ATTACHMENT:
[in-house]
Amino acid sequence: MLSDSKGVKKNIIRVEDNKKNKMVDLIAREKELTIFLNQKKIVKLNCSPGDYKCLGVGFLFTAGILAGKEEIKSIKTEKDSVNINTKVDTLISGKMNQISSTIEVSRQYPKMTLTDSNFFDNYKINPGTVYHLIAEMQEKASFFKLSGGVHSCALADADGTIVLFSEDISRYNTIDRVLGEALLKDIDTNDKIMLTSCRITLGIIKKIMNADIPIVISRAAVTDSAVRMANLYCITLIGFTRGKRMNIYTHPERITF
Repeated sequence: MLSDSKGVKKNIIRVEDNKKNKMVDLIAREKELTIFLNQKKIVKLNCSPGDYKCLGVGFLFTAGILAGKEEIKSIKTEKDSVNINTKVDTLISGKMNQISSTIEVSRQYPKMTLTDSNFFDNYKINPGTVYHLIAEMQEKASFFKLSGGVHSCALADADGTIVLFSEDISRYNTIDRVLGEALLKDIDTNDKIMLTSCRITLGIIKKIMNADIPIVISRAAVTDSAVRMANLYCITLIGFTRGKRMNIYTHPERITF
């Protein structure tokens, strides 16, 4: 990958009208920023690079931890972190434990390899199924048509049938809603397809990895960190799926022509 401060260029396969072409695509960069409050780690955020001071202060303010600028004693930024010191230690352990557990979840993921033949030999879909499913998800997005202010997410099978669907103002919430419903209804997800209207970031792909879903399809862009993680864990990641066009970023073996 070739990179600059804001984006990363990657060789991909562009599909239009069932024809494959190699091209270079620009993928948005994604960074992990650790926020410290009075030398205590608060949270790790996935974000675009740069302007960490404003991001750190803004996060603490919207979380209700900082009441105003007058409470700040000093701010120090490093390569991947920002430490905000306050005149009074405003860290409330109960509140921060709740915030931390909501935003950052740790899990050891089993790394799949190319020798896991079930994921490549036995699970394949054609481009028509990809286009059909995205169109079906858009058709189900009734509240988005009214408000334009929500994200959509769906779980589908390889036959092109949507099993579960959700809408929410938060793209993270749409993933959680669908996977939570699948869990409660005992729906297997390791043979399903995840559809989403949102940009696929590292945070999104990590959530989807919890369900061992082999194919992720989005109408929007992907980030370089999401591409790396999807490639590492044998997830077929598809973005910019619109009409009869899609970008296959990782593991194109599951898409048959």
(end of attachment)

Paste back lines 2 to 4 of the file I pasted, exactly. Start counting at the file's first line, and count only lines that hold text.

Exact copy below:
Amino acid sequence: MLSDSKGVKKNIIRVEDNKKNKMVDLIAREKELTIFLNQKKIVKLNCSPGDYKCLGVGFLFTAGILAGKEEIKSIKTEKDSVNINTKVDTLISGKMNQISSTIEVSRQYPKMTLTDSNFFDNYKINPGTVYHLIAEMQEKASFFKLSGGVHSCALADADGTIVLFSEDISRYNTIDRVLGEALLKDIDTNDKIMLTSCRITLGIIKKIMNADIPIVISRAAVTDSAVRMANLYCITLIGFTRGKRMNIYTHPERITF
Repeated sequence: MLSDSKGVKKNIIRVEDNKKNKMVDLIAREKELTIFLNQKKIVKLNCSPGDYKCLGVGFLFTAGILAGKEEIKSIKTEKDSVNINTKVDTLISGKMNQISSTIEVSRQYPKMTLTDSNFFDNYKINPGTVYHLIAEMQEKASFFKLSGGVHSCALADADGTIVLFSEDISRYNTIDRVLGEALLKDIDTNDKIMLTSCRITLGIIKKIMNADIPIVISRAAVTDSAVRMANLYCITLIGFTRGKRMNIYTHPERITF
């Protein structure tokens, strides 16, 4: 990958009208920023690079931890972190434990390899199924048509049938809603397809990895960190799926022509 401060260029396969072409695509960069409050780690955020001071202060303010600028004693930024010191230690352990557990979840993921033949030999879909499913998800997005202010997410099978669907103002919430419903209804997800209207970031792909879903399809862009993680864990990641066009970023073996 070739990179600059804001984006990363990657060789991909562009599909239009069932024809494959190699091209270079620009993928948005994604960074992990650790926020410290009075030398205590608060949270790790996935974000675009740069302007960490404003991001750190803004996060603490919207979380209700900082009441105003007058409470700040000093701010120090490093390569991947920002430490905000306050005149009074405003860290409330109960509140921060709740915030931390909501935003950052740790899990050891089993790394799949190319020798896991079930994921490549036995699970394949054609481009028509990809286009059909995205169109079906858009058709189900009734509240988005009214408000334009929500994200959509769906779980589908390889036959092109949507099993579960959700809408929410938060793209993270749409993933959680669908996977939570699948869990409660005992729906297997390791043979399903995840559809989403949102940009696929590292945070999104990590959530989807919890369900061992082999194919992720989005109408929007992907980030370089999401591409790396999807490639590492044998997830077929598809973005910019619109009409009869899609970008296959990782593991194109599951898409048959």